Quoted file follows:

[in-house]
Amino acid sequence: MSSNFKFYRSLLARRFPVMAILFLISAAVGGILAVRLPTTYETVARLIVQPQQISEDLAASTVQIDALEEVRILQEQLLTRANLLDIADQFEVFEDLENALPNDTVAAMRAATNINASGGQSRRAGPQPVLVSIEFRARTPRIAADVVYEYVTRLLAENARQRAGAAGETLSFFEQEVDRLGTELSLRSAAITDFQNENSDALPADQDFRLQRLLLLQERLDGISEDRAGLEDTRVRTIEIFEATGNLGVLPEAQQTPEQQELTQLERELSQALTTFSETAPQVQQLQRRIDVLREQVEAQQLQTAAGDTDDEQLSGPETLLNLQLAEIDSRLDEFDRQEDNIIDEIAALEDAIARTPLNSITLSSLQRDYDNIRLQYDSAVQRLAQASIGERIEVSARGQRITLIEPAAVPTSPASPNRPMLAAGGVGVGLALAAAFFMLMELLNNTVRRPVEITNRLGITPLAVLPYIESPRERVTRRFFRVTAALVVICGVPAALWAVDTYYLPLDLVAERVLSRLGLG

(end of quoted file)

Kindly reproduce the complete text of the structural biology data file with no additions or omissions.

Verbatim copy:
[in-house]
Amino acid sequence: MSSNFKFYRSLLARRFPVMAILFLISAAVGGILAVRLPTTYETVARLIVQPQQISEDLAASTVQIDALEEVRILQEQLLTRANLLDIADQFEVFEDLENALPNDTVAAMRAATNINASGGQSRRAGPQPVLVSIEFRARTPRIAADVVYEYVTRLLAENARQRAGAAGETLSFFEQEVDRLGTELSLRSAAITDFQNENSDALPADQDFRLQRLLLLQERLDGISEDRAGLEDTRVRTIEIFEATGNLGVLPEAQQTPEQQELTQLERELSQALTTFSETAPQVQQLQRRIDVLREQVEAQQLQTAAGDTDDEQLSGPETLLNLQLAEIDSRLDEFDRQEDNIIDEIAALEDAIARTPLNSITLSSLQRDYDNIRLQYDSAVQRLAQASIGERIEVSARGQRITLIEPAAVPTSPASPNRPMLAAGGVGVGLALAAAFFMLMELLNNTVRRPVEITNRLGITPLAVLPYIESPRERVTRRFFRVTAALVVICGVPAALWAVDTYYLPLDLVAERVLSRLGLG